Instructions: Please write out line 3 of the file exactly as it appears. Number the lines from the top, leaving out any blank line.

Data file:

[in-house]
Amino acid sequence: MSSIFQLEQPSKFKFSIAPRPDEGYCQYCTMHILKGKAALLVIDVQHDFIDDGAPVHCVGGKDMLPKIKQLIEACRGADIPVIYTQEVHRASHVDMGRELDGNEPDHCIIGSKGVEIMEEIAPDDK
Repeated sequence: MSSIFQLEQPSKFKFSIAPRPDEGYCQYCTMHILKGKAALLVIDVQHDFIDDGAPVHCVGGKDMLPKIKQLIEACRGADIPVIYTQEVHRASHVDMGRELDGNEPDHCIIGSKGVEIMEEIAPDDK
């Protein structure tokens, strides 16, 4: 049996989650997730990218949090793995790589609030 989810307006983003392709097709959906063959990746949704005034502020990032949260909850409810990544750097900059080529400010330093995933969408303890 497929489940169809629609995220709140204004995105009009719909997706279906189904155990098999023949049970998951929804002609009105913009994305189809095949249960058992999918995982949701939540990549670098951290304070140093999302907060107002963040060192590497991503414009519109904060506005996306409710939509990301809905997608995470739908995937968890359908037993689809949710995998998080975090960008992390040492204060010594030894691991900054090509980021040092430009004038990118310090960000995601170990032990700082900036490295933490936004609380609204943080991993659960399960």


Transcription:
Repeated sequence: MSSIFQLEQPSKFKFSIAPRPDEGYCQYCTMHILKGKAALLVIDVQHDFIDDGAPVHCVGGKDMLPKIKQLIEACRGADIPVIYTQEVHRASHVDMGRELDGNEPDHCIIGSKGVEIMEEIAPDDK